Voters in Guilford County have no reservations about borrowing money.
Some people thought that because Guilford County passed $1.7 billion in school bonds in May that Greensboro voters would be hesitant to add to local government debt and vote for $135 million in bonds for the City of Greensboro.
But those people were wrong. Perhaps after agreeing to allow the Guilford County government to borrow $1.7 billion, the idea of the City of Greensboro borrowing $135 million seemed like chicken feed, or maybe voters just like to borrow money.
All five bonds on the ballot passed by wide margins. If they were candidates, people would say each bond package won in a landslide.
The most popular bonds were the $14 million Firefighting Facility Bonds, which passed with 76 percent voting in favor and only 24 percent voting no.
Next in popularity were the $15 million Transportation Bonds, which passed with 69 percent of the vote. The transportation bonds were a last minute addition to the bond package and were added at the insistence of At-large City Councilmember Marikay Abuzuaiter who noted that most transportation projects are paid with 80 percent federal money but that Greensboro had to have the 20 percent match to qualify for the federal grants.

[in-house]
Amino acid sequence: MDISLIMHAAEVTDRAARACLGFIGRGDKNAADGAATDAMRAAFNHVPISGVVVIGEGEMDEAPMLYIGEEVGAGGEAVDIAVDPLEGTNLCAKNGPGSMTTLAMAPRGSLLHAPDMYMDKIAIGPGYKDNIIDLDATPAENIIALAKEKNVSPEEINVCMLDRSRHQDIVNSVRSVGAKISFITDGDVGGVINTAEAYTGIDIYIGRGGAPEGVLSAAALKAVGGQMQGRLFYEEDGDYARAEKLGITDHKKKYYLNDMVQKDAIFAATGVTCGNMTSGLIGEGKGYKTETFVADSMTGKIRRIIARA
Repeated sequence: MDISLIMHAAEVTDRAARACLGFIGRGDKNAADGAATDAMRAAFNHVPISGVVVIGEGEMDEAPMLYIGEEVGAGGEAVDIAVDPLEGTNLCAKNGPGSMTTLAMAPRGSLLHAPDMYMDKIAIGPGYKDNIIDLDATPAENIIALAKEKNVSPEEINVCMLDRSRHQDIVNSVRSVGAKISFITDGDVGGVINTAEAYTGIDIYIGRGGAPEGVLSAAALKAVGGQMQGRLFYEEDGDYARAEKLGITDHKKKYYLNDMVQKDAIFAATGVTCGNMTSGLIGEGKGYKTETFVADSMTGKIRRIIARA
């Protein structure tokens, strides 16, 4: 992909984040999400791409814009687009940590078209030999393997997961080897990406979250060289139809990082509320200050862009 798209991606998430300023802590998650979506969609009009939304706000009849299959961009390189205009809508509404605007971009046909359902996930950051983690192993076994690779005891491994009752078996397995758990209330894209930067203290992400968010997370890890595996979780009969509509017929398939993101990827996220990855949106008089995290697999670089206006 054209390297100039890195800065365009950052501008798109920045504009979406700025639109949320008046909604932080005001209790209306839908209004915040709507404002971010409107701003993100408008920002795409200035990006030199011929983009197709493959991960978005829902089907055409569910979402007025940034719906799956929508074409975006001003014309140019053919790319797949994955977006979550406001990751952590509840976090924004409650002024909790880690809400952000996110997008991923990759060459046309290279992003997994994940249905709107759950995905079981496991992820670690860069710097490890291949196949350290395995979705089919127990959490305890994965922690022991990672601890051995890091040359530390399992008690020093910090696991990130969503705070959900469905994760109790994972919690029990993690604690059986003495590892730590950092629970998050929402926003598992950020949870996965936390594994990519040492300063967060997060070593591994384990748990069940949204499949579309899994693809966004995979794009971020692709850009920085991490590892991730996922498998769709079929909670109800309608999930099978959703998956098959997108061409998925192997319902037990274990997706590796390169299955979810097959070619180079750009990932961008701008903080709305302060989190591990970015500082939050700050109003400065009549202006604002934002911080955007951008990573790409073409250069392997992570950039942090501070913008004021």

The $30 million Housing Bonds, which the majority of the City Council listed as the most important bonds, received 68 percent of the vote.
The $70 million Parks and Recreation Bonds passed with 67 percent of the vote. The City Council has said that it plans to spend that money on two projects, with $50 million going to the Vance Chavis Library and Windsor Recreation Center combined facility and $20 million going to the Greensboro Science Center.
The $6 million Law Enforcement Facilities Bonds came in last but still had a whopping 65 percent of the vote.
The City Council was so certain that all the bonds would pass that it allocated money in the 2022-2023 budget to start paying for the bonds.